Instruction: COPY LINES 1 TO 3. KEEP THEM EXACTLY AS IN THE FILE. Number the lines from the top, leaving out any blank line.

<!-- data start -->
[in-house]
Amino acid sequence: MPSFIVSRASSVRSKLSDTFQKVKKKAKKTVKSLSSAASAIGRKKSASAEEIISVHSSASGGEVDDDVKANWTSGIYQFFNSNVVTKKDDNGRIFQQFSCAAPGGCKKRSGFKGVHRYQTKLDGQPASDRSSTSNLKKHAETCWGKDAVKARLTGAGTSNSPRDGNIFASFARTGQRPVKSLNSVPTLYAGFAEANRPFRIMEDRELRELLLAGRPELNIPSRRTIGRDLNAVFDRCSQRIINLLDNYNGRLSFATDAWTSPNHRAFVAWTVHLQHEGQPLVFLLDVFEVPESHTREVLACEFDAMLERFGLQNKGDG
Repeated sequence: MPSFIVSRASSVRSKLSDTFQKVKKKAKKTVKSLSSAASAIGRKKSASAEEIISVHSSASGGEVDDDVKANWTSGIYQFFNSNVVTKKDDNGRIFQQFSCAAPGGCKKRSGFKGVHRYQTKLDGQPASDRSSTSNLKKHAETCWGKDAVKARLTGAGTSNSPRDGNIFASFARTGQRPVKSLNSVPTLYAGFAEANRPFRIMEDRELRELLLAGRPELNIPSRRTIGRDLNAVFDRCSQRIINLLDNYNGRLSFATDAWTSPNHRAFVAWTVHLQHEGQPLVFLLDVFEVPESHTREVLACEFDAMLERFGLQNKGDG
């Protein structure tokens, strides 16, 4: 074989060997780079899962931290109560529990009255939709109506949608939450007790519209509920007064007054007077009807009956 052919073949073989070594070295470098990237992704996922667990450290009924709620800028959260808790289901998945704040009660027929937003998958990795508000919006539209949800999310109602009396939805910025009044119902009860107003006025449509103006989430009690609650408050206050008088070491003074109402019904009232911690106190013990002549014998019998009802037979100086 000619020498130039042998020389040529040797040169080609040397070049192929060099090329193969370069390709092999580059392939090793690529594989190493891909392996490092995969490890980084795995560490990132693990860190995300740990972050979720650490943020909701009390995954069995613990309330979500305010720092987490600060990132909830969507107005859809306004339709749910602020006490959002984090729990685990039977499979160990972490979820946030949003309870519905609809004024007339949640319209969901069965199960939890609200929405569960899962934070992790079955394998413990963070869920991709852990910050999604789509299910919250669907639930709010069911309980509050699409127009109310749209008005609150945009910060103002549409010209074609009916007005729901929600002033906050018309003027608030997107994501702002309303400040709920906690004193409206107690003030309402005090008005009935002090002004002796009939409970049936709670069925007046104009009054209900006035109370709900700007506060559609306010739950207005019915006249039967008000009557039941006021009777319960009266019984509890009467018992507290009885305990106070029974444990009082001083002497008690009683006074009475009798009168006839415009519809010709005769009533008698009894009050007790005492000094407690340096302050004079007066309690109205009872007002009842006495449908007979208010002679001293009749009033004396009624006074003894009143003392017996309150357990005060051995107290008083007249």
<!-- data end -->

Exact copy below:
[in-house]
Amino acid sequence: MPSFIVSRASSVRSKLSDTFQKVKKKAKKTVKSLSSAASAIGRKKSASAEEIISVHSSASGGEVDDDVKANWTSGIYQFFNSNVVTKKDDNGRIFQQFSCAAPGGCKKRSGFKGVHRYQTKLDGQPASDRSSTSNLKKHAETCWGKDAVKARLTGAGTSNSPRDGNIFASFARTGQRPVKSLNSVPTLYAGFAEANRPFRIMEDRELRELLLAGRPELNIPSRRTIGRDLNAVFDRCSQRIINLLDNYNGRLSFATDAWTSPNHRAFVAWTVHLQHEGQPLVFLLDVFEVPESHTREVLACEFDAMLERFGLQNKGDG
Repeated sequence: MPSFIVSRASSVRSKLSDTFQKVKKKAKKTVKSLSSAASAIGRKKSASAEEIISVHSSASGGEVDDDVKANWTSGIYQFFNSNVVTKKDDNGRIFQQFSCAAPGGCKKRSGFKGVHRYQTKLDGQPASDRSSTSNLKKHAETCWGKDAVKARLTGAGTSNSPRDGNIFASFARTGQRPVKSLNSVPTLYAGFAEANRPFRIMEDRELRELLLAGRPELNIPSRRTIGRDLNAVFDRCSQRIINLLDNYNGRLSFATDAWTSPNHRAFVAWTVHLQHEGQPLVFLLDVFEVPESHTREVLACEFDAMLERFGLQNKGDG